Lord James Douglas-Hamilton [holding answer 24 October 1994]: None. Individual health boards are free to purchase health care from HCI where the hospital can offer specific medical techniques not readily available elsewhere or where the NHS sees a need for waiting lists to be reduced more quickly than the service itself is in a position to achieve. This position applies equally for all independent providers.
Mrs. Fyfe: To ask the Secretary of State for Scotland when he received the study ordered by Health Care International from Ernst and Whinney into the size of the market for an American hospital; what conclusions he drew from its report; and when he investigated Health Care International's forecasts as to when it would achieve its capacity.
Lord James Douglas-Hamilton: Greater Glasgow health board is currently preparing its strategy for acute and maternity services in Glasgow. This will outline the future level of NHS provision of services and will be subject to full public consultation. Officials of Locate in Scotland are currently engaged in unrelated discussions
Column 726about the financial restructuring of HCI with a view to securing its future.
Ms Short: To ask the Secretary of State for Scotland how many employers in each TEC area have been given the investors in people award; how many have made a commitment to meeting the standard; and if he will make a statement.
Mr. Stewart: The operation in Scotland of Investors in People is the responsibility of Scottish Enterprise and Highlands and Islands Enterprise. I have asked the chairmen of these bodies to write to the hon. Member.
Mr. Milburn: To ask the Secretary of State for Scotland whether his Department organises receptions for those expressing an interest in public appointments for the first time; how often they are held; what is the annual cost; and how many people attend.
Number (full-time equivalents) of physical education teachers in Scottish education authority secondary schools Year (at September) |Number ------------------------------------------------------------ 1979 |2,008 1980 |1,998 1981 |1,934 1982 |1,896 1983 |<1>1,862 1984 |<1>1,792 1985 |not available 1986 |not available 1987 |1,698 1988 |1,614 1989 |not available 1990 |1,610 1991 |not available 1992 |1,611 1993 |not available <1> estimated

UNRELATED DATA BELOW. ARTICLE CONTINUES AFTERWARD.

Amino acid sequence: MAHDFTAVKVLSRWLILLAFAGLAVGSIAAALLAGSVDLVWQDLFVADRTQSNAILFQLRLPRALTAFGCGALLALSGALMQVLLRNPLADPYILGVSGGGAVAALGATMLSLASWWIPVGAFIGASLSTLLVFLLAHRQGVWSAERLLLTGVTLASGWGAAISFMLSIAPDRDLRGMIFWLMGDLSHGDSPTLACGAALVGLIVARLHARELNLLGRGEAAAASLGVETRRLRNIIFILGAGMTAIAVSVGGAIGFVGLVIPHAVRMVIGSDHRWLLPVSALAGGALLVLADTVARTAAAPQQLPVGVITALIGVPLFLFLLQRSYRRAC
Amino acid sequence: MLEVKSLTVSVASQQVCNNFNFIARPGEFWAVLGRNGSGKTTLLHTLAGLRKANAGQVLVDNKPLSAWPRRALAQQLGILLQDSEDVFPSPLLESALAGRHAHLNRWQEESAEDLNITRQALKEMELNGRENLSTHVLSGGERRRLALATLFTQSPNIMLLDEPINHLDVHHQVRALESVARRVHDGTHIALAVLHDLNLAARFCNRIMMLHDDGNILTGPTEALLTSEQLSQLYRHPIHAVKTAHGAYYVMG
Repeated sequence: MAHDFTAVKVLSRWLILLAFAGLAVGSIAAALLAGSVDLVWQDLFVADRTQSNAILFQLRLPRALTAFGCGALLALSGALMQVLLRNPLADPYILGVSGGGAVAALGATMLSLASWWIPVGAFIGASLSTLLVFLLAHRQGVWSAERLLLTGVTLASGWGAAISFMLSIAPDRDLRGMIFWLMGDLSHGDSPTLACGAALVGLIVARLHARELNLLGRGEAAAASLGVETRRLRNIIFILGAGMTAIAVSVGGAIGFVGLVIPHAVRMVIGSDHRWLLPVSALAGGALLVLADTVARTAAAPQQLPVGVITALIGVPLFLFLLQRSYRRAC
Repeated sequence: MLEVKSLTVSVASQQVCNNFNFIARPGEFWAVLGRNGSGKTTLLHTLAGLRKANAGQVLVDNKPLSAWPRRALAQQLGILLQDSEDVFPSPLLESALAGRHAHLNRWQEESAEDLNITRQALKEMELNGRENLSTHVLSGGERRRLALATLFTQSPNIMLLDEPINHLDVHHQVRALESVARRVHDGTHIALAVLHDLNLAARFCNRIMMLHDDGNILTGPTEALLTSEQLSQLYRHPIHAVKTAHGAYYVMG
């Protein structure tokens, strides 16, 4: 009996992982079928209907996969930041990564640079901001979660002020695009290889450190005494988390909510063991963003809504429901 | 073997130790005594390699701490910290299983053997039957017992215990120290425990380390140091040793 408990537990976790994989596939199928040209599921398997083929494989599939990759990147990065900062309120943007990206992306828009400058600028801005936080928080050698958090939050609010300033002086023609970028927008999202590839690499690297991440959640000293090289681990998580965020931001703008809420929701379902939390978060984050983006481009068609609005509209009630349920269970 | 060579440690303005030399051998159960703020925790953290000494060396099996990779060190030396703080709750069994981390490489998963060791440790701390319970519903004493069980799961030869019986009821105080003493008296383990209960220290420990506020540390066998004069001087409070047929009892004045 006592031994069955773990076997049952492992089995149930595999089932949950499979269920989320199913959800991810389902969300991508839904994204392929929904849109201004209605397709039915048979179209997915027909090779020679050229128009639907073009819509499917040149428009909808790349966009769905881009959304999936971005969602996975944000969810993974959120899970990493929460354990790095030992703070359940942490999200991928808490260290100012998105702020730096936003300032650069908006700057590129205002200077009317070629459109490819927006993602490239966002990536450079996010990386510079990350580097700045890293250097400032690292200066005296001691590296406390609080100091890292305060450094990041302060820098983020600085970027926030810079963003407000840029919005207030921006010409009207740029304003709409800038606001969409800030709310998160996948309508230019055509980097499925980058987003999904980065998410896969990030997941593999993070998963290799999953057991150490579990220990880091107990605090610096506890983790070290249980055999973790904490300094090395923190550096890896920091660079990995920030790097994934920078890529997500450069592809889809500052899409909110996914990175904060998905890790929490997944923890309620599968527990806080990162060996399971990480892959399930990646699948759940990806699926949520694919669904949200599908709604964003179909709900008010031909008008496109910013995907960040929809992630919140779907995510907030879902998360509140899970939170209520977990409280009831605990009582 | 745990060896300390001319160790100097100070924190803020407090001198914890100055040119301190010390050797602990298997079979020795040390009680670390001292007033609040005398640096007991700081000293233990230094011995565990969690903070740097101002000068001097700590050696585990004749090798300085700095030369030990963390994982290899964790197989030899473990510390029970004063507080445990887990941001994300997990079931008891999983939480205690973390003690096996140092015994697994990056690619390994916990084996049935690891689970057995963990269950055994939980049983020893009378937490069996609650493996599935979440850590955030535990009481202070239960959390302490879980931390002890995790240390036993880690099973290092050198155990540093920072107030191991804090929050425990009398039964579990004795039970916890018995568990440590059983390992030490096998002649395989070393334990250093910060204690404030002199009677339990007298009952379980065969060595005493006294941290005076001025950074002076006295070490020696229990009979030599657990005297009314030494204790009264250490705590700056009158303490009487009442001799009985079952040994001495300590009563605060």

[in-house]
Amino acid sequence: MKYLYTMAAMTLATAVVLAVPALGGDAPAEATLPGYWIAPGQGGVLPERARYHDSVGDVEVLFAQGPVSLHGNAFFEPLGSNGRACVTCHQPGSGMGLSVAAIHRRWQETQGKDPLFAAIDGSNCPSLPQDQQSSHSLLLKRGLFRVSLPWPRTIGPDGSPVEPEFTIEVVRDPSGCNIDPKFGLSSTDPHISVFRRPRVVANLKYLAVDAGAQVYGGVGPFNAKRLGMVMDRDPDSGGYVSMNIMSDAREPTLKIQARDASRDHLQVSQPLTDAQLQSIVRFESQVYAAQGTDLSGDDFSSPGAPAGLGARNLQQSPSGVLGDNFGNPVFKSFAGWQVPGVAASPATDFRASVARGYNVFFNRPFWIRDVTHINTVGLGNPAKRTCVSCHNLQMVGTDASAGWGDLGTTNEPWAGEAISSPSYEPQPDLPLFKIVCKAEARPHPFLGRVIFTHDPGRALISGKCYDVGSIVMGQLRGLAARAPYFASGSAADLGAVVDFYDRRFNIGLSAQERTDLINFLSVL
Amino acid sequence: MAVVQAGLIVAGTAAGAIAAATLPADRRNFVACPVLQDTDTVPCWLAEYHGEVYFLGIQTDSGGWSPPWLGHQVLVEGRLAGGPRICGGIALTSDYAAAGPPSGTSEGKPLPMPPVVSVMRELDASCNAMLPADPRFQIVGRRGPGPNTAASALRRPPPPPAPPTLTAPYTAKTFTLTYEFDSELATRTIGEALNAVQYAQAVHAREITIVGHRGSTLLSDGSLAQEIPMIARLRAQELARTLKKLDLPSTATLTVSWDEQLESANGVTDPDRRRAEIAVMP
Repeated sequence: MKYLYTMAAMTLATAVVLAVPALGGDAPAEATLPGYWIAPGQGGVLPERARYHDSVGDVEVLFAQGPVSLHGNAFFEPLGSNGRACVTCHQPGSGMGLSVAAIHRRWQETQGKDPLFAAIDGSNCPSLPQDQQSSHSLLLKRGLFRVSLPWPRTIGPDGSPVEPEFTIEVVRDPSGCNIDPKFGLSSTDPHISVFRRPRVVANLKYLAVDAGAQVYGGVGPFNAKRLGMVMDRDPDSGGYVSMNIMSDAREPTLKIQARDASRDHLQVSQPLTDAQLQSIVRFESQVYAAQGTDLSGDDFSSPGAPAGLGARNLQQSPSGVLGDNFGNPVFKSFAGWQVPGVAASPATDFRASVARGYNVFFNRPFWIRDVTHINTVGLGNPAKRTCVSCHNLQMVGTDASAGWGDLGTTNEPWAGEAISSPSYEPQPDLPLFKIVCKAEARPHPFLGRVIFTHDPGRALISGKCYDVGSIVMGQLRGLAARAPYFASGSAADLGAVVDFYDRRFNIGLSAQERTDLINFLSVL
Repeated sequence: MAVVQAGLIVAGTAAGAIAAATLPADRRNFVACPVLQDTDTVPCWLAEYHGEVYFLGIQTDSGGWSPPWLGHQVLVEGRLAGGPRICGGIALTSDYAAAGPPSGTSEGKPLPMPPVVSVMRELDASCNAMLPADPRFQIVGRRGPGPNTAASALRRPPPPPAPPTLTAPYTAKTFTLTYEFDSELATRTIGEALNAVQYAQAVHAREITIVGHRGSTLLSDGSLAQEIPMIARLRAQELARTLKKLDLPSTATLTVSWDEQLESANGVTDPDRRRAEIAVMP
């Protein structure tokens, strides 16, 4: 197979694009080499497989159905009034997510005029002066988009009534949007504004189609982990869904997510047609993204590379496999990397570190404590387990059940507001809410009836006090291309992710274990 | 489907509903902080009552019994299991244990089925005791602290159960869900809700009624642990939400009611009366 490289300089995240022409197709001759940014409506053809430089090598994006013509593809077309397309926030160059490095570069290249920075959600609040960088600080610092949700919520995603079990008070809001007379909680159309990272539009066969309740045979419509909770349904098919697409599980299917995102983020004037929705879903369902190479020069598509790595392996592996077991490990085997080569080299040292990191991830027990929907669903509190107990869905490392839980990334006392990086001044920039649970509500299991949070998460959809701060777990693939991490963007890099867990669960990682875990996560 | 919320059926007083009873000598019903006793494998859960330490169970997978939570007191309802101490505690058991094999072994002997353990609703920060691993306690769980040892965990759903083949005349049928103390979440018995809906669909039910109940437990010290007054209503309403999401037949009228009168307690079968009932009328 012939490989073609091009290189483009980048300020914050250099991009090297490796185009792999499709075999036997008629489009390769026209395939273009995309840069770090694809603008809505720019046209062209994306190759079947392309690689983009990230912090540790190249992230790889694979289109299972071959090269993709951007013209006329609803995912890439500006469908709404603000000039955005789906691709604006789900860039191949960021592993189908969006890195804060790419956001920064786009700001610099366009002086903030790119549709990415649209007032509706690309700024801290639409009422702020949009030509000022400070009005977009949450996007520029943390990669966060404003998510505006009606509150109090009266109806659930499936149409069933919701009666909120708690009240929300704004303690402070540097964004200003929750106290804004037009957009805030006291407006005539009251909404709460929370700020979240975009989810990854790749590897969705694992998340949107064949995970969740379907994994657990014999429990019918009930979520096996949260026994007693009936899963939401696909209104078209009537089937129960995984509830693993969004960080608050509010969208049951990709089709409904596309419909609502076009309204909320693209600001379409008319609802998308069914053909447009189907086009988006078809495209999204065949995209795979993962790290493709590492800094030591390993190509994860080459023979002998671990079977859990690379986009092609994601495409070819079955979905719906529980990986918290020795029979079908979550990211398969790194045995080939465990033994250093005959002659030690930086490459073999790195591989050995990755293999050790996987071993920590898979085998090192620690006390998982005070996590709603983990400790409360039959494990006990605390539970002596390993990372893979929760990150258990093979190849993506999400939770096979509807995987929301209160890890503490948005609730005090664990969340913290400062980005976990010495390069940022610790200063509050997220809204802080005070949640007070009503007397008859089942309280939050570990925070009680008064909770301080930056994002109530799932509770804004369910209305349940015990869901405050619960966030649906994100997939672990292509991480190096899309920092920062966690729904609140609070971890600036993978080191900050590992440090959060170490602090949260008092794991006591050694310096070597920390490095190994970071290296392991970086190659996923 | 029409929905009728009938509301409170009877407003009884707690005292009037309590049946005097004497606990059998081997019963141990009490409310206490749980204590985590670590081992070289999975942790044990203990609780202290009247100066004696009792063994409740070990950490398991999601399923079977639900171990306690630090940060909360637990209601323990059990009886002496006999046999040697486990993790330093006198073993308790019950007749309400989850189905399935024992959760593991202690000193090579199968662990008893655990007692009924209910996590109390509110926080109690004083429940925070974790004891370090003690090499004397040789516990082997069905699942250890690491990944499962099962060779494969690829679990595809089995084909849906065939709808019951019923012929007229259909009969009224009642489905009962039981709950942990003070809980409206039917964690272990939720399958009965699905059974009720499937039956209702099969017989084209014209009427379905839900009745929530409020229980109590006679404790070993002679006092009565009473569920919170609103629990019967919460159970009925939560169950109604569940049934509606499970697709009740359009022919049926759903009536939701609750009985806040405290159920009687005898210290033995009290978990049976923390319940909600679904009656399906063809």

Mr. Menzies Campbell: To ask the Secretary of State for Scotland when he intends to announce his decision in the public local inquiry held under the Town and Country Planning (Scotland) Act 1972 into the provision of a supermarket in Anstruther.
Mr. Stewart: The reporter who heard evidence at the public local inquiry into the proposed supermarket in Anstruther will shortly submit a report, with recommendations, to my right hon. Friend. Every effort will be made to issue a decision by the end of the year.
Mr. Menzies Campbell: To ask the Secretary of State for Scotland how many public local inquiries under the Town and Country Planning (Scotland) Act 1972 have been held in each of the last 10 years for which information is available.
Year |Number --------------------- 1984 |150 1985 |147 1986 |163 1987 |123 1988 |125 1989 |132 1990 |171 1991 |129 1992 |111 1993 |215
Mr. Menzies Campbell: To ask the Secretary of State for Scotland what is the current establishment of the planning inquiry reporting unit of the Scottish Development Department; and what vacancies there are.
Deputy Chief Reporter
Administrative Supportive Staff--25
Secretarial and typing staff--4
These figures include the two additional reporter posts which were created and filled earlier this year.
The current complement of the panel of part-time reporters is 16 including four part-time reporters who were recruited recently. There are no vacancies at present in the Unit.
Mr. Menzies Campbell: To ask the Secretary of State for Scotland in how many public local inquiries held under the Town and Country Planning (Scotland) Act 1972 in 1993 he has yet to announce a decision.
Mr. Menzies Campbell: To ask the Secretary of State for Scotland if he will list the dates and subjects of the public local inquiries in north- east Fife held under the Town and Country Planning (Scotland) Act 1972 in which he has yet to announce a decision.